This is a task from the Illustrative Mathematics website that is one part of a complete illustration of the standard to which it is aligned. Each task has at least one solution and some commentary that addresses important asects of the task and its potential use. Here are the first few lines of the commentary for this task: Consider three points in the plane, $P=(-4, 0), Q=(-1, 12)$ and $R=(4, 32)$. Find the equation of the line through $P$ and $Q$. Use your equation in (a...
Students learn about linear programming (also called linear optimization) to solve engineering design problems. As they work through a word problem as a class, they learn about the ideas of constraints, feasibility and optimization related to graphing linear equalities. Then they apply this information to solve two practice engineering design problems related to optimizing materials and cost by graphing inequalities, determining coordinates and equations from their graphs, and solving their equations. It is suggested that students conduct the associated activity, Optimizing Pencils in a Tray, before this lesson, although either order is acceptable.
This lesson unit is intended to help teachers assess how well students are able to use linear inequalities to create a set of solutions. In particular, the lesson will help teachers identify and assist students who have difficulties in: representing a constraint by shading the correct side of the inequality line; and understanding how combining inequalities affects a solution space.
Students create model elevator carriages and calibrate them, similar to the work of design and quality control engineers. Students use measurements from rotary encoders to recreate the task of calibrating elevators for a high-rise building. They translate the rotations from an encoder to correspond to the heights of different floors in a hypothetical multi-story building. Students also determine the accuracy of their model elevators in getting passengers to their correct destinations.
In this activity, students study gas laws at a molecular level. They vary the volume of a container at constant temperature to see how pressure changes (Boyle's Law), change the temperature of a container at constant pressure to see how the volume changes with temperature (Charles’s Law), and experiment with heating a gas in a closed container to discover how pressure changes with temperature (Gay Lussac's Law). They also discover the relationship between the number of gas molecules and gas volume (Avogadro's Law). Finally, students use their knowledge of gas laws to model a heated soda can collapsing as it is plunged into ice water.
This lesson unit is intended to help teachers assess how well students are able to: interpret a situation and represent the constraints and variables mathematically; select appropriate mathematical methods to use; explore the effects of systematically varying the constraints; interpret and evaluate the data generated and identify the optimum case, checking it for confirmation; and communicate their reasoning clearly.
Students use balloons (a polymer) to explore preconditioning a viscoelastic material behavior that is important to understand when designing biomedical devices. They improve their understanding of preconditioning by measuring the force needed to stretch a balloon to the same displacement multiple times. Students gain experience in data collection and graph interpretation.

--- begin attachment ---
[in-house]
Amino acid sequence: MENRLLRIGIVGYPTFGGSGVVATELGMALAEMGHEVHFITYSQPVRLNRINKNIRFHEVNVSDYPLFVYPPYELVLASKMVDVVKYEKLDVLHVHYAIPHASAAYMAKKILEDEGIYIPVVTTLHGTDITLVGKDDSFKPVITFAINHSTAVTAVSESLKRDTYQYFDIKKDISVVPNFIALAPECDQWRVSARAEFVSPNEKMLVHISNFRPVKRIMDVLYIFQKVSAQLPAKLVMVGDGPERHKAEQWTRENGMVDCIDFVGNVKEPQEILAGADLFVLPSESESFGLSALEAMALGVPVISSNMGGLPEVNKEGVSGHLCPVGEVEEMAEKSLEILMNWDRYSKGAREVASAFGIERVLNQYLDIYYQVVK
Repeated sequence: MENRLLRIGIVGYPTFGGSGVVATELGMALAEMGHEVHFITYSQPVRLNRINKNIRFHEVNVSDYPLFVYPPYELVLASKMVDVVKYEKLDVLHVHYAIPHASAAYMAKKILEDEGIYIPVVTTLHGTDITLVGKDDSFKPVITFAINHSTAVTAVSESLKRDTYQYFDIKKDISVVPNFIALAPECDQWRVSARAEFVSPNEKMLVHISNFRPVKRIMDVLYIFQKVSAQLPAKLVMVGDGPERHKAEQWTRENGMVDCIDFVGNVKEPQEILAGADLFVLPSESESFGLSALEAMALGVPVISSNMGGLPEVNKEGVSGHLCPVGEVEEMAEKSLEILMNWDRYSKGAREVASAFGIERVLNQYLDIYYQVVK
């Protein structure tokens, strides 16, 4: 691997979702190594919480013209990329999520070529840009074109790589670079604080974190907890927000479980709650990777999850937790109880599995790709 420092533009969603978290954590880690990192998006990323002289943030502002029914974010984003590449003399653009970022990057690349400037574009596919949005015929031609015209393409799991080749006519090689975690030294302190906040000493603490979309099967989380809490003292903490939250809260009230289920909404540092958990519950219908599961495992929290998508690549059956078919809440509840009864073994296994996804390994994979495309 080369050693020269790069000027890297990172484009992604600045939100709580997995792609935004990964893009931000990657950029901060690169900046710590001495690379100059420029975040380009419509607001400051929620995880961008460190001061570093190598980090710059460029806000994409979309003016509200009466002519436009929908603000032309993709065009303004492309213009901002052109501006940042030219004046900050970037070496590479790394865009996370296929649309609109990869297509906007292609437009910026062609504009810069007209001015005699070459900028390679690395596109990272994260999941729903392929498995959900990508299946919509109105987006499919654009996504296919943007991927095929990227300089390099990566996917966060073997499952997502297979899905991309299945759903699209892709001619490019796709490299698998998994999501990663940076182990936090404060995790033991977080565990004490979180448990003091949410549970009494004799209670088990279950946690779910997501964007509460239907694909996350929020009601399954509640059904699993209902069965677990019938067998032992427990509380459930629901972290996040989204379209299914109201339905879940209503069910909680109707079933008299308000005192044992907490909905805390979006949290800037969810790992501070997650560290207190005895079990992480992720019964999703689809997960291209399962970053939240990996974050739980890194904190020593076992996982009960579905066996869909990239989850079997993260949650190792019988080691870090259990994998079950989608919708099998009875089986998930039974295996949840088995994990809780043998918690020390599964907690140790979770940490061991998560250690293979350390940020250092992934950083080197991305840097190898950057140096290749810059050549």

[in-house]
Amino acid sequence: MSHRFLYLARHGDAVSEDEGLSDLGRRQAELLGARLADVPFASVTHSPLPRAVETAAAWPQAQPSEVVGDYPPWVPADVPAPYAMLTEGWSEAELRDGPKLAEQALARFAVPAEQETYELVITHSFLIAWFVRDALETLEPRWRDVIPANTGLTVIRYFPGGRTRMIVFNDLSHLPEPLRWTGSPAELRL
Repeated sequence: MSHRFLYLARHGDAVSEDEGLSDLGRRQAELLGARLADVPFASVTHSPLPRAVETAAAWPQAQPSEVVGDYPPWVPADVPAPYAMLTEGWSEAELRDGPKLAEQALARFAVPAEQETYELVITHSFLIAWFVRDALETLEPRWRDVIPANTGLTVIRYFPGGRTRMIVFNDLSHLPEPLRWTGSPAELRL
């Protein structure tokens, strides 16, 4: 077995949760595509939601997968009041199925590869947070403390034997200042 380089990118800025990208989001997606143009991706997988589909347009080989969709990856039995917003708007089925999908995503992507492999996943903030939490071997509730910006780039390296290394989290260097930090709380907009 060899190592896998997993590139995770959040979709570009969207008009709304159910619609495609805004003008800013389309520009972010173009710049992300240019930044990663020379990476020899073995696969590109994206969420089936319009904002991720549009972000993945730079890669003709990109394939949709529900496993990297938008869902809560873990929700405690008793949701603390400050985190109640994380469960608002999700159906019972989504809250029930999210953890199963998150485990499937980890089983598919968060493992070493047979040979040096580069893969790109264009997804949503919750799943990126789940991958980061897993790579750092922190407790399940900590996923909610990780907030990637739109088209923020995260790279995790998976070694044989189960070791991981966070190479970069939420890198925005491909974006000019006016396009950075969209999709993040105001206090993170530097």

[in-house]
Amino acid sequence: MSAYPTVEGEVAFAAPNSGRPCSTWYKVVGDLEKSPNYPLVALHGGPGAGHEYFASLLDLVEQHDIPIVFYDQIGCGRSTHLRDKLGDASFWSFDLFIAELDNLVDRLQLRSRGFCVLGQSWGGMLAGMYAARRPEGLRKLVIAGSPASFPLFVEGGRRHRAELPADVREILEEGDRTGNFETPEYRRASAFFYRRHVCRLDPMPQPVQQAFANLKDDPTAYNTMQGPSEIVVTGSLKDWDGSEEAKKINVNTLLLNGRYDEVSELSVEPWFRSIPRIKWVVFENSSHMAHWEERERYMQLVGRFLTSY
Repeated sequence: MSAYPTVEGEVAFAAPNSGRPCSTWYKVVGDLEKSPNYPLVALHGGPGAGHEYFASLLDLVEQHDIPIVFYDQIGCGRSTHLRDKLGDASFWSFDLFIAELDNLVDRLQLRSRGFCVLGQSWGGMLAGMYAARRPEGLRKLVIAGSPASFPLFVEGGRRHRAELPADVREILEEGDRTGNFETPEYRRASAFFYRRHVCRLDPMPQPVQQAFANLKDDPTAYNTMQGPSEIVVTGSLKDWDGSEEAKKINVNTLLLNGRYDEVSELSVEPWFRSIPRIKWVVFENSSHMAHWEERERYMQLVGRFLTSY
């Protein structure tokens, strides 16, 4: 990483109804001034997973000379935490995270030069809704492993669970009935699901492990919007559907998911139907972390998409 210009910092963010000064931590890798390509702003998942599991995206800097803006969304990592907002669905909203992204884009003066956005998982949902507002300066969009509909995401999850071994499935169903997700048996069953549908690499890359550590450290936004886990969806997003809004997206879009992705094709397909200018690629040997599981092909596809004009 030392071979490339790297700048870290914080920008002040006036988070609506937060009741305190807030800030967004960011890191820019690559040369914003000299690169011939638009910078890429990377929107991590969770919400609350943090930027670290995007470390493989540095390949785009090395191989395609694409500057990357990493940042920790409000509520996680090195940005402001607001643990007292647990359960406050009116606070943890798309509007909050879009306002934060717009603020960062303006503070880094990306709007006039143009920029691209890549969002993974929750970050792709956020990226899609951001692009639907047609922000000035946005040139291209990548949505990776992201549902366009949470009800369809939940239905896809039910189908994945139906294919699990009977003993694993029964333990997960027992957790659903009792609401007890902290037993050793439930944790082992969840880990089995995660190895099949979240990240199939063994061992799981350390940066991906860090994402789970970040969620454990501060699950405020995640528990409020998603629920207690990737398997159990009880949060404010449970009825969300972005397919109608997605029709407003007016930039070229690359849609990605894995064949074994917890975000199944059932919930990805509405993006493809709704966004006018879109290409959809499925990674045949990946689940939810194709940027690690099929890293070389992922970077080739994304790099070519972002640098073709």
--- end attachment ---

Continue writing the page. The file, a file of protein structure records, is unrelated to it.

Adult education classrooms are commonly comprised of learners who have widely disparate levels of mathematical problem-solving skills. This is true regardless of what level a student may be assessed at when entering an adult education program or what level class they are placed in. Providing students with differentiated instruction in the form of Push and Support cards is one way to level this imbalance, keeping all students engaged in one high-cognitive task that supports and encourages learners who are stuck, while at the same time, providing extensions for students who move through the initial phase of the task quickly. Thus, all
students are continually moving forward during the activity, and when the task ends, all students have made progress in their journey towards developing conceptual understanding of mathematical ideas along with a productive disposition, belief in one’s own ability to successfully engage with mathematics.
Students use their understanding of projectile physics and fluid dynamics to find the water pressure in water guns. By measuring the range of the water jets, they are able to calculate the theoretical pressure. Students create graphs to analyze how the predicted pressure relates to the number of times they pump the water gun before shooting.
This web-based graphing activity explores the similarities and differences between Velocity vs. Time and Position vs. Time graphs. It interactively accepts user inputs in creating "prediction graphs", then provides real-time animations of the process being analyzed. Learners will annotate graphs to explain changes in motion, respond to question sets, and analyze why the two types of graphs appear as they do. It is appropriate for secondary physical science courses, and may also be used for remediation in preparatory high school physics courses. This item is part of the Concord Consortium, a nonprofit research and development organization dedicated to transforming education through technology. Users must register to access full functionality of all the tools available with SmartGraphs.
This simple conceptual problem does not require algebraic manipulation, but requires students to articulate the reasoning behind each statement.
Students explore how the efficiency of a solar photovoltaic (PV) panel is affected by the ambient temperature. They learn how engineers predict the power output of a PV panel at different temperatures and examine some real-world engineering applications used to control the temperature of PV panels.